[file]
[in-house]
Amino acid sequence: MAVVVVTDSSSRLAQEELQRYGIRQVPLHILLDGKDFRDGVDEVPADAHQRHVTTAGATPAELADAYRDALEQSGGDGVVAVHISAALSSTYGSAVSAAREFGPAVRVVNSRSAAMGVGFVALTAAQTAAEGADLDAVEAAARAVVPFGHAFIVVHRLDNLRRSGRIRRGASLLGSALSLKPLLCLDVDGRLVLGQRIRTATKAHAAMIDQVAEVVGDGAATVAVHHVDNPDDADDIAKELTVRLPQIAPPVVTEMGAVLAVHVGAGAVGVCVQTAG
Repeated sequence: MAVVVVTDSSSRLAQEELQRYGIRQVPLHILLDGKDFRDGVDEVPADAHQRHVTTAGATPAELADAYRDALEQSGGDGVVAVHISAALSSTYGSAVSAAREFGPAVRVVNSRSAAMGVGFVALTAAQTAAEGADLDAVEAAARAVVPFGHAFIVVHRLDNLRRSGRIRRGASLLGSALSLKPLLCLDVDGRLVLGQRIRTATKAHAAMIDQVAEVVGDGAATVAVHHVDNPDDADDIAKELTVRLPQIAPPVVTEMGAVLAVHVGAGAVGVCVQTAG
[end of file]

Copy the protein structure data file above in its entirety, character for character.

[in-house]
Amino acid sequence: MAVVVVTDSSSRLAQEELQRYGIRQVPLHILLDGKDFRDGVDEVPADAHQRHVTTAGATPAELADAYRDALEQSGGDGVVAVHISAALSSTYGSAVSAAREFGPAVRVVNSRSAAMGVGFVALTAAQTAAEGADLDAVEAAARAVVPFGHAFIVVHRLDNLRRSGRIRRGASLLGSALSLKPLLCLDVDGRLVLGQRIRTATKAHAAMIDQVAEVVGDGAATVAVHHVDNPDDADDIAKELTVRLPQIAPPVVTEMGAVLAVHVGAGAVGVCVQTAG
Repeated sequence: MAVVVVTDSSSRLAQEELQRYGIRQVPLHILLDGKDFRDGVDEVPADAHQRHVTTAGATPAELADAYRDALEQSGGDGVVAVHISAALSSTYGSAVSAAREFGPAVRVVNSRSAAMGVGFVALTAAQTAAEGADLDAVEAAARAVVPFGHAFIVVHRLDNLRRSGRIRRGASLLGSALSLKPLLCLDVDGRLVLGQRIRTATKAHAAMIDQVAEVVGDGAATVAVHHVDNPDDADDIAKELTVRLPQIAPPVVTEMGAVLAVHVGAGAVGVCVQTAG